NASA Mars Audio Sounds

NASA has just released a new audio file, captured by the Interior Exploration using Seismic Investigations, Geodesy and Heat Transport InSight lander, which touched down on Mars just 10 days ago, of the first ever “sounds” of Martian winds on the Red Planet. The lander’s sensors captured a haunting low rumble caused by vibrations from the wind, which were estimated to being between 10 to 15 mph on December 1st, from northwest to southeast, consistent with the direction of dust devil streaks in the landing area. Read more for another video and additional information.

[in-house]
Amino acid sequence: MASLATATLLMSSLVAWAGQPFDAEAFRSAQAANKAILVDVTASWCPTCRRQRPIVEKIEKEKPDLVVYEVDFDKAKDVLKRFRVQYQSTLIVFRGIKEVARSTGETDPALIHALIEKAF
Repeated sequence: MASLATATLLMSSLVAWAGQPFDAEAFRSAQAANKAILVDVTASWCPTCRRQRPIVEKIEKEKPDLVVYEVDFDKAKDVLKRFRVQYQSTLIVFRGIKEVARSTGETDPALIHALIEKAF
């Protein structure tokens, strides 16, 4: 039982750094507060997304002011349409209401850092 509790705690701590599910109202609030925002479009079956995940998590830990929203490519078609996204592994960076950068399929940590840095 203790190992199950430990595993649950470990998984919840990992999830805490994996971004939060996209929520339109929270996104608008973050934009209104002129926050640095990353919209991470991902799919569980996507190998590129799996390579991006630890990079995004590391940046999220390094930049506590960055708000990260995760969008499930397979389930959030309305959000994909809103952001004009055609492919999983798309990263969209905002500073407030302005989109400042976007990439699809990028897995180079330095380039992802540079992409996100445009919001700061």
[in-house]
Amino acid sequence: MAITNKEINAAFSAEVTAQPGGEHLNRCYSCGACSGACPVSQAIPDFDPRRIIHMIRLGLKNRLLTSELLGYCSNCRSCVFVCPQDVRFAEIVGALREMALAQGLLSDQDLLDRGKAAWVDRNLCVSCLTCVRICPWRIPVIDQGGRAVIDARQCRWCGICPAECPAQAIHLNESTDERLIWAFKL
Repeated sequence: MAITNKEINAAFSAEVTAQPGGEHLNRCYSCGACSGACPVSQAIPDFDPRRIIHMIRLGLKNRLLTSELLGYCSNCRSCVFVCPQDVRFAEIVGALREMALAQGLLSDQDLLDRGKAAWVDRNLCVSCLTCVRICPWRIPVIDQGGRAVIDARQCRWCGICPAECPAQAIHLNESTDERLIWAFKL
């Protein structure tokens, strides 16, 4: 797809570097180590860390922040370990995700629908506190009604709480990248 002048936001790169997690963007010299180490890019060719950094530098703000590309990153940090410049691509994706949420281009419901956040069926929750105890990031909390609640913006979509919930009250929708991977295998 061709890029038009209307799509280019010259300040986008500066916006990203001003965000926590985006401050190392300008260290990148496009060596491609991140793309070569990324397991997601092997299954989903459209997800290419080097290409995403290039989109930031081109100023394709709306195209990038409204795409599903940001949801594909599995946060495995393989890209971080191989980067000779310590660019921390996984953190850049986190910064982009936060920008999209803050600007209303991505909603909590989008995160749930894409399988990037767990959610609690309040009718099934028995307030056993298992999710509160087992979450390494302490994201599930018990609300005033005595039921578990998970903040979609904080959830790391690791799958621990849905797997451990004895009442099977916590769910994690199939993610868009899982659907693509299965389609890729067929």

The spacecraft has two very sensitive sensors that detected these wind vibrations: an air pressure sensor inside the lander and a seismometer sitting on the lander’s deck. They recorded the wind noise in different ways: the air pressure sensor recorded these air vibrations directly, while the seismometer recorded lander vibrations caused by the wind moving over the spacecraft’s 7-foot solar panels.

“Capturing this audio was an unplanned treat. But one of the things our mission is dedicated to is measuring motion on Mars, and naturally that includes motion caused by sound waves,” said Bruce Banerdt, InSight principal investigator at NASA’s Jet Propulsion Laboratory (JPL) in Pasadena, California.